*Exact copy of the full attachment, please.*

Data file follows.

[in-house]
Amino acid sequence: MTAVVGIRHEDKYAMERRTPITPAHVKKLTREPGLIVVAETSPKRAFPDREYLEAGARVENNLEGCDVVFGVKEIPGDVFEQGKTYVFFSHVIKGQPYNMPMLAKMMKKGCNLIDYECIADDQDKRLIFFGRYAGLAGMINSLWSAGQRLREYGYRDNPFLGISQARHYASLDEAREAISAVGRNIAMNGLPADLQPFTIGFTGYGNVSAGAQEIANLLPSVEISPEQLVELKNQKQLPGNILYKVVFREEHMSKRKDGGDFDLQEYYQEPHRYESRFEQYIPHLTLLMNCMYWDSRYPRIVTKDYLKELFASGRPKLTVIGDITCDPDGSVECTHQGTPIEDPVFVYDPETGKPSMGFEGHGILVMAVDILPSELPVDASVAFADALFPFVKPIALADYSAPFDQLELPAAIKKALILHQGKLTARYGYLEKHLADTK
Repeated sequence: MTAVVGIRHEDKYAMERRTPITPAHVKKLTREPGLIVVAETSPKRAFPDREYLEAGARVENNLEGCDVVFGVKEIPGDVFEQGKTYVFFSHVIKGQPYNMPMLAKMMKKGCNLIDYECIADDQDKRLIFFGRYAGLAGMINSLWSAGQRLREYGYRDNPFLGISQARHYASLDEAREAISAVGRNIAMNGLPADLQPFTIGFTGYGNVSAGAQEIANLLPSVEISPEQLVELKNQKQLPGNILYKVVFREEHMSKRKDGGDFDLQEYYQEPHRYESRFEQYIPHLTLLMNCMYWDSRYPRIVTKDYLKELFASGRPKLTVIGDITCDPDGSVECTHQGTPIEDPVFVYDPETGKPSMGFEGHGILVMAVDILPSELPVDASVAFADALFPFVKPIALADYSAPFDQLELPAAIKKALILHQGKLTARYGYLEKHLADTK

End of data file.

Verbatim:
[in-house]
Amino acid sequence: MTAVVGIRHEDKYAMERRTPITPAHVKKLTREPGLIVVAETSPKRAFPDREYLEAGARVENNLEGCDVVFGVKEIPGDVFEQGKTYVFFSHVIKGQPYNMPMLAKMMKKGCNLIDYECIADDQDKRLIFFGRYAGLAGMINSLWSAGQRLREYGYRDNPFLGISQARHYASLDEAREAISAVGRNIAMNGLPADLQPFTIGFTGYGNVSAGAQEIANLLPSVEISPEQLVELKNQKQLPGNILYKVVFREEHMSKRKDGGDFDLQEYYQEPHRYESRFEQYIPHLTLLMNCMYWDSRYPRIVTKDYLKELFASGRPKLTVIGDITCDPDGSVECTHQGTPIEDPVFVYDPETGKPSMGFEGHGILVMAVDILPSELPVDASVAFADALFPFVKPIALADYSAPFDQLELPAAIKKALILHQGKLTARYGYLEKHLADTK
Repeated sequence: MTAVVGIRHEDKYAMERRTPITPAHVKKLTREPGLIVVAETSPKRAFPDREYLEAGARVENNLEGCDVVFGVKEIPGDVFEQGKTYVFFSHVIKGQPYNMPMLAKMMKKGCNLIDYECIADDQDKRLIFFGRYAGLAGMINSLWSAGQRLREYGYRDNPFLGISQARHYASLDEAREAISAVGRNIAMNGLPADLQPFTIGFTGYGNVSAGAQEIANLLPSVEISPEQLVELKNQKQLPGNILYKVVFREEHMSKRKDGGDFDLQEYYQEPHRYESRFEQYIPHLTLLMNCMYWDSRYPRIVTKDYLKELFASGRPKLTVIGDITCDPDGSVECTHQGTPIEDPVFVYDPETGKPSMGFEGHGILVMAVDILPSELPVDASVAFADALFPFVKPIALADYSAPFDQLELPAAIKKALILHQGKLTARYGYLEKHLADTK